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Posts Tagged ‘perseverance’


Da Vinci: St James

Leonardo Da Vinci: St James

Saturday, January 1, 2021

New Year’s Day

Joy and Our Choices

James 1:2-3

The New Testament Letters bring us the good news that the risen Christ still walks with us each day. Paul, Peter, James, John and Jude remind the faithful that although much has been asked of Christ’s followers, much is also given.

With them, we remember that there is always hope when we sink into doubt, always light when we walk in darkness, and always joy, even when we suffer sorrow. Today James reminds us that strength appears when we consider our trials with joy.

On this day when we celebrate new beginnings, let us consider . . .

The author of this letter is a relative of Jesus and is generally described as the brother of the Lord. (Matthew 13:55, Mark 6:3) We know that he was the leader of the church in Jerusalem and that Paul described him as one of the pillars of the early church (Galatians 2:9) “James represents a type of early Christianity that emphasized sound teaching and responsible moral behavior. Ethical norms are derived not primarily from christology, as in Paul, but from a concept of salvation that involves conversion, baptism, forgiveness of sins, and expectation of judgment”. James lived out his beliefs until his death in 62 CE when, according to the Jewish historian Josephus, he was stoned to death under the high priest Ananus (Senior 368-369).

James 1:2-3: Consider it all joy, my [sisters and] brothers, when you encounter various trials, for you know that the testing of your faith produces perseverance.

If we have the time to read James’ entire letter, we find that he “advocates living faith and practical love. His concern is behavior . . . [and his] target is the Christian who is ‘double-minded’ . . . who lives by two standards at once; that of God and that of the world. James demands a choice. Not only speech, but also the use of possessions and the practice of fairness within the community . . . He especially attacks envy, which perfectly illustrates the morals of ‘the world’ as opposed to God”. (Senior RG 547-548)

joyJames calls us out of our egocentric selves but rather than scold he calls us to an alternative option to the sorrow and fear the world offers. James tells us with his words and shows us with his life that we find strength and power in the choosing of joy in all we think and say and do. During this Christmastide and in the early days of this new year, how do we choose to respond to this invitation?

If this week’s Noontimes call you to search for more ways to encounter Joy or urges you to investigate the New Testament, click on the word Joy in the categories cloud in the blog’s right-hand sidebar and choose a reflection, or enter those words in the blog search bar.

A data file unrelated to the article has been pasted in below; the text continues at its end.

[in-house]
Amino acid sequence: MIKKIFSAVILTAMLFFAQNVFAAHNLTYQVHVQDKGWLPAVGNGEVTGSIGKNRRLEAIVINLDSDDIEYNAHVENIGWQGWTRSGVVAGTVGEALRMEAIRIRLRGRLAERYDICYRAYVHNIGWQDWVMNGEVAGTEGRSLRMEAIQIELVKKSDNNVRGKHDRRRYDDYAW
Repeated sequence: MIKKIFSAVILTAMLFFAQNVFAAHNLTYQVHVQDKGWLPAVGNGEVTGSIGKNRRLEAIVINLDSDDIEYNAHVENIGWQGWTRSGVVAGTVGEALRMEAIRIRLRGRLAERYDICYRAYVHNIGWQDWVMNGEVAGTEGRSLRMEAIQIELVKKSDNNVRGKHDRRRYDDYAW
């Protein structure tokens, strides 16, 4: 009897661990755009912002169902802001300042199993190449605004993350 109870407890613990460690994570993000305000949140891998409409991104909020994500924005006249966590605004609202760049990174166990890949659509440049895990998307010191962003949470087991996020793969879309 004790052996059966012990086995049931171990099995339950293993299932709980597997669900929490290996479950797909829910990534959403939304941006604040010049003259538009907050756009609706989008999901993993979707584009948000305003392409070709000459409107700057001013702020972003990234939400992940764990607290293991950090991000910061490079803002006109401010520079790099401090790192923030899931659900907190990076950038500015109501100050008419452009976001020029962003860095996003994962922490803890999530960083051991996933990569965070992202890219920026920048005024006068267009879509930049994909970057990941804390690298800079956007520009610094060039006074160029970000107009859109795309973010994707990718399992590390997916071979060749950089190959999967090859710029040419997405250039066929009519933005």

Senior, Donald, ed. THE CATHOLIC STUDY BIBLE. New York, Oxford University Press, 1990.368-369 & RG 547-548. Print.

Image from: https://www.wikiart.org/en/leonardo-da-vinci/head-of-st-james-the-less

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waiting-on-the-benchSaturday, July 10, 2021

Romans 8:26-28

The Waiting

Meanwhile, the moment we get tired in the waiting, God’s Spirit is right alongside helping us along. If we don’t know how or what to pray, it doesn’t matter. He does our praying in and for us, making prayer out of our wordless sighs, our aching groans. He knows us far better than we know ourselves, knows our pregnant condition, and keeps us present before God. That’s why we can be so sure that every detail in our lives of love for God is worked into something good.

We so often find ourselves thinking that God’s plan is not suitable, not adequate, not timely or – worse – non-existent. If we wonder what God thinks, we do not have to look far.

God says: I know that you can never hear these words too much: Do not be afraid; I am with you always. I know that when you are weary and your resources are low that you become frightened and even panicky. I know that your patience wears thin; I know that you doubt that my plan has intelligence or design. Read the words from my Book of Wisdom in Chapter 13 verses 13, 16-19 and know that your perfection arrives not in your lack of error . . . but in your perseverance with me, your clemency toward others and your generosity in the Spirit. Consider all of this . . . and know that I love you.

Look at the other Biblical versions of today’s readings and think about how we recognize God in the patience, clemency and generosity of others. Choose four different versions from the drop down menus and consider why and how we wait for God’s justice. Consider where and when we see God’s goodness.


Image from: https://rickezell.com/2018/02/07/4-reflections-while-you-wait/ 

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Guido Ren: St. Peter Penitent

Guido Reni: St. Peter Penitent

Sunday, January 2, 2021

Joy and Persecution

1 Peter 1:8-9

The New Testament Letters bring us the good news that the risen Christ still walks with us each day. Paul, Peter, James, John and Jude remind the faithful that although much has been asked of Christ’s followers, much is also given.

With them, we remember that there is always hope when we sink into doubt, always light when we walk in darkness, and always joy, even when we suffer sorrow. Today Peter encourages us to move beyond the pain of our suffering to rely on the Risen Christ who constantly surprises us with joy.